Lincoln couple spends nine days in tropical Cuba

Len and Terri Sanoski toured Trinidad and Havana 

By Tina SnellStaff Writer

Len and Terri Sanoski took a trip of a lifetime this summer. They toured the island of Cuba for nine days, seeing the sights and learning the culture.

Needing special licensing from the Cuban Treasury, Terri said Collette Vacations takes about three groups per year to the island just south of Florida. While the embargo on travel to Cuba has not been lifted, travel restrictions have relaxed in the past several years.

“This was a trip to explore the culture of the country,” said Terri. “We wanted to see Cuba before it gets built up. If the embargo ends, things may change drastically.”

Len, left, and Terri Sanoski, of Lincoln traveled to Cuba in October for a nine-day tour. They would recommend the trip to anyone.

Len, left, and Terri Sanoski, of Lincoln traveled to Cuba in October for a nine-day tour. They would recommend the trip to anyone.

Len said about 3 million visit Cuba each year, mostly from Canada and Europe. Those traveling from the U.S. number less than 100,000, mostly due to embargoes on Cuba.

“It’s a very tropical island,” said Len. “It was about 80 degrees and humid in the morning and about 90 degrees and humid in the afternoon.”

The group traveled east to Trinidad, a city which has been in existence since 1540. From there they took side trips to nearby sites.

Trinidad was old world, with cobblestone streets, old buildings and pastel-colored homes.

“Our tour guide, Julio, helped us with the language,” said Terri. “He took us to museums and cultural centers. We saw amazing botanical gardens, a sugar mill and a pottery factory.”

Near Trinidad is the Valley of the Sugar Mills, with about 70 historic mills that represented sugar’s importance in Cuba over the years.

The Sanoskis learned Cubans’ food is rationed. They are allowed a limited amount of sugar, milk, meat and other edibles. Children under the age of seven, however, are allowed all they can eat.

There is no ownership in Cuba; everything is owned by the government, the Sanoskis learned. If a family wants to leave their home, they don’t sell it, they just leave. The home will go to another family. Medical, dental and schooling is free to everyone on the island.

The street scenes were interesting to Len and Terri. They saw many horses pulling homemade carts. And the cars were mostly vintage 1950s American vehicles that had been refitted with Russian diesel engines.

A typical street scene in Havana, Cuba, shows both cars, horse drawn carts and bicycle vendors going about their day’s business.

A typical street scene in Havana, Cuba, shows cars, horse drawn carts and bicycle vendors going about their day’s business.

“I learned that before the embargo, when travel to Cuba was popular, there were more Cadillacs there than in the U.S.,” said Len.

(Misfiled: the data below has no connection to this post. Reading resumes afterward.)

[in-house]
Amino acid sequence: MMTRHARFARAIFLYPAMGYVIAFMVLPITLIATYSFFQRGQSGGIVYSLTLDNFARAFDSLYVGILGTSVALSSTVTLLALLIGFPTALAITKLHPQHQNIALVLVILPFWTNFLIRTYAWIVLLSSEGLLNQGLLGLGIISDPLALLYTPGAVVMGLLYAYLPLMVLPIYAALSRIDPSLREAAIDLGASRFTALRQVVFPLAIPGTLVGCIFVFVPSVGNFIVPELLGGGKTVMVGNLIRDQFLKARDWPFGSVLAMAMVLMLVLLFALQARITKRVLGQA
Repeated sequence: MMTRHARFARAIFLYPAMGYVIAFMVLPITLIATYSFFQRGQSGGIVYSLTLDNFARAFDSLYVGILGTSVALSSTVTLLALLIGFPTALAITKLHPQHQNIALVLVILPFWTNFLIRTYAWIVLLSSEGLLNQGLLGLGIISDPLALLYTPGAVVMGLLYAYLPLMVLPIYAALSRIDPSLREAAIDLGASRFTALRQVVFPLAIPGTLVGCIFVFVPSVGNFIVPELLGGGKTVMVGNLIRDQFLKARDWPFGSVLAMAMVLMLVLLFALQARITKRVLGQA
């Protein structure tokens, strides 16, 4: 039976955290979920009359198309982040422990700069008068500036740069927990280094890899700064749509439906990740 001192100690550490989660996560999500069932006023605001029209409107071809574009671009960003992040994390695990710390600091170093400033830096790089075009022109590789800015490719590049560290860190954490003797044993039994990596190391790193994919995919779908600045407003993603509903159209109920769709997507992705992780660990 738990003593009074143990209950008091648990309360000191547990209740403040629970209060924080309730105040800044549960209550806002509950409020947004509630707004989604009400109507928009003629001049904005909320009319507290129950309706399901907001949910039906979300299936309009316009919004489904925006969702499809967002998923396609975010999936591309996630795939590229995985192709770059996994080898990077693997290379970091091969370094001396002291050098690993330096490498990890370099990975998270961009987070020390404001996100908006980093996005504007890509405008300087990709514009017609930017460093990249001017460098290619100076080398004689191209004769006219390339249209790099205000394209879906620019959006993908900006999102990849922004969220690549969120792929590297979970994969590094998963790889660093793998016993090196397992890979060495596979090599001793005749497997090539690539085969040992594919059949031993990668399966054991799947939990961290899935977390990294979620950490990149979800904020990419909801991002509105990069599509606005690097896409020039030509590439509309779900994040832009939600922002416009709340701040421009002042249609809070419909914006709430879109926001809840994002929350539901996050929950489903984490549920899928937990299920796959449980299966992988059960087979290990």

From Trinidad, the tour group traveled to Havana, the capital of Cuba on the northern shore. Havana has more than 2 million people and is the leading commercial center of the island. It was founded by the Spanish in the 16th century and was a major port for Spanish ships traveling between Europe and the Caribbean.

During one of the side trips from Havana, the bus  had to move to the side of the road to miss the corn that had been laid down on the pavement to dry. The Sanoskis learned rice is dried the same way.

“There is very little machinery in the rural areas,” said Len. “Oxen and horses pull the plows.”

One of the Sanoskis’ favorite stops was the ‘‘Cave of the Fishes,” a restaurant built around a deep cenote (cen-ó-te), or sink hole on the beach. While they ate, Len and Terri were able to watch divers.

The two enjoyed hearing a world-traveled professional singing group of about 25 Cubans. They listened to a wide variety of music, from hymns to pop and songs with a Latin theme.

Tile work done at the home of artist Jose Fuster in Havana covers most everything at his home and the neighborhood.

Tile work done at the home of artist Jose Fuster in Havana covers most everything at his home and the neighborhood.

The tour group was able to visit a Cuban cigar factory, but members were not able to bring in purses, cameras, video devices or even bottled water.

“It was a sweat shop. There was no air conditioning and the workers had a quota to make 95 cigars daily,” said Len. “During a 15-day pay period, if they didn’t make the daily quota, it was deducted from their pay.”

While they said the conditions were not good, the Sanoskis were told that cigar makers made better money than most in other jobs.

While the tour group saw many sugar cane fields, the Sanoskis saw no tobacco fields.

“Havana is known for its artists,” said Terri. “We were able to visit the three-level home of Jose Fuster that was completely covered in tile. The walls, the ceilings, the steps, chairs and counter tops were all decorated in tile chips. The artist was influenced by Pablo Picasso and Antoni Gaudi and has been doing this for years,” she said.

The Sanoskis said it was hard to see the poverty, but would like to return someday, especially if the embargo is lifted so they are able to see the changes.

“There are now many of the old buildings being restored because of tourism,” said Len. “We would love to see a transformed Havana.”

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